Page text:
5
\$\begingroup\$

I need a red and a yello LED indicator in my battery operated project. I am looking at specs on Digikey and they list brightness as mcd, viewing angle and test current. Viewing angle I know, but how do I figure how much current and the related mcd so they will be bright enough and still use as little current as possible?

\$\endgroup\$
  • \$\begingroup\$ Brightness depends on the application. \$\endgroup\$ – Leon Heller Aug 27 '12 at 21:39
  • 1
    \$\begingroup\$ In reference designs I have bought I have been annoyed by distracting LED's that are too bright and squinted at others not being able to tell if they are on or not. To actually say how bright, I would say easily discernible at 1-2 feet in an indoor environment. \$\endgroup\$ – BSEE Aug 27 '12 at 22:29
3
\$\begingroup\$

Very subjective.

Modern LED may be typically rated at
eg 30 cd at 15 degrees at 20 mA.

1 mA usually noticeable but not bright
5 mA nice and bright
20 mA eye wateringly bright. almost painful.

Larger viewing angles decrease brightness with square of angle ratios.

Trying it and seeing is liable to be useful.


lumen = candela x 2π x (1 - cos(A/2))

Or

candela = lumen / (2π x (1 - cos(A/2) ) )

Where A is the full cone angle of the source.

A modern LCD screen is typically 300 lm/m^2 at the surface.

Have a look towards bottom of Wikipedia candela page - and ask questions.

\$\endgroup\$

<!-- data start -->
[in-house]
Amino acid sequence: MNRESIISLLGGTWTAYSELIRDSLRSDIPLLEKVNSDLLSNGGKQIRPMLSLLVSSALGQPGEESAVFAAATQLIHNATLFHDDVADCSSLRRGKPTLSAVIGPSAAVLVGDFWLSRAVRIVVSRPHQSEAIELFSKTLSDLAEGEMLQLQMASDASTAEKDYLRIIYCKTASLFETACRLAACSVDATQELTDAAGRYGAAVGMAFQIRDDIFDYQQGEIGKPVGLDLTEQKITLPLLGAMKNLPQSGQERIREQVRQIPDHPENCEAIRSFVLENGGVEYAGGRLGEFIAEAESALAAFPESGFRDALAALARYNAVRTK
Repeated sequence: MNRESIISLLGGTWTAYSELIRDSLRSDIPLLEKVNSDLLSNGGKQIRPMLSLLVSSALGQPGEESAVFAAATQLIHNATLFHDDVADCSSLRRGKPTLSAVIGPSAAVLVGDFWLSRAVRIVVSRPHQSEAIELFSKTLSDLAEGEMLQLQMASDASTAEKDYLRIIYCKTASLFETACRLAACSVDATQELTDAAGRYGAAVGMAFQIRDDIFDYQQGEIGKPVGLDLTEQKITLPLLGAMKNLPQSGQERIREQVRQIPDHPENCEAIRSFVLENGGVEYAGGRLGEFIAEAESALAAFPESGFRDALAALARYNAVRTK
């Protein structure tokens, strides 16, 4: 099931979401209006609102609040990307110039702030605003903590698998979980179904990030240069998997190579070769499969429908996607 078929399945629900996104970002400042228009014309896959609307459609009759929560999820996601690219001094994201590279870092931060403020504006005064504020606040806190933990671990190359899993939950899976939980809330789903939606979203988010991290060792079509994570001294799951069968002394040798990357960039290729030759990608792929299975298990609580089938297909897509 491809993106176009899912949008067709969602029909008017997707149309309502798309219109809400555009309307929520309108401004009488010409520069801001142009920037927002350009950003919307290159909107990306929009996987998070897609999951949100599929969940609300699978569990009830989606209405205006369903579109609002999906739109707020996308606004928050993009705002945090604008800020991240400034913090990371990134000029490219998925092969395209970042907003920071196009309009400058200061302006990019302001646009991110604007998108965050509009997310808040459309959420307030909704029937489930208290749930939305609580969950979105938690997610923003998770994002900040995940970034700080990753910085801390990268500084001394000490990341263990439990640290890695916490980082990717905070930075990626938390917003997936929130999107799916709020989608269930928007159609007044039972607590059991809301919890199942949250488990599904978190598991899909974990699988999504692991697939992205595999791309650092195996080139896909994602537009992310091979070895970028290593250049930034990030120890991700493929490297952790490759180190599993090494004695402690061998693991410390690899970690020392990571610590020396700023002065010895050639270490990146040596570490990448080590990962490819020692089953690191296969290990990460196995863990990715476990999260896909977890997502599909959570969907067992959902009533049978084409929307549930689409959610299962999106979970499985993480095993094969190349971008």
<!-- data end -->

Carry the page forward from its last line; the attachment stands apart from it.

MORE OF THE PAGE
• \$\begingroup\$ By "20 MA" surely you meant 0.02 A, not 20,000,000 A? :-P \$\endgroup\$ – In silico Aug 28 '12 at 2:16
  • 1
    \$\begingroup\$ I read the candela wiki and maybe the best thing is to get surf boards and solder up a variety of smd LEDs and get some subjective experience. The wiki said the average LED is 50mcd, which is helpful. Your answer was too. \$\endgroup\$ – BSEE Aug 28 '12 at 5:10
0
\$\begingroup\$

Blockquote Viewing angle I know, but how do I figure how much current and the related mcd so they will be bright enough and still use as little current as possible?

The authoritative information is the manufacturer's datasheet.

For example Digikey's part number; 67-1714-2-ND's; datasheet lists the following:

LED Datasheet

which gives you in addition to your mcd and viewing angle, the necessary forward voltage and steady current. If you supply the forward voltage and steady current listed in the datasheet you can expect the mcd listed in the datasheet,

Note: Digikey give a workable but incorrect steady current for the LED. I would trust the datasheet and not the Digikey search page for the correct values.

Of course you can always reduce the forward voltage and steady current until you get the desired brightness.

I do not think you can count 50 mcd as any kind of "average" value given the varaiety of LEDs produced today.

\$\endgroup\$
  • \$\begingroup\$ Thanks for the input. I ended up soldering up a 50mcd red and a 150mcd yellow. The red actually seemed much brighter at 10mA. I eventually found a 1.5k resistor on each gave the adequate brightness I was looking for at 3.3v. Wow, that is a lot less current at 2.2mA. \$\endgroup\$ – BSEE Sep 7 '12 at 1:32

Your Answer

By clicking “Post Your Answer”, you agree to our terms of service, privacy policy and cookie policy

Not the answer you're looking for? Browse other questions tagged or ask your own question.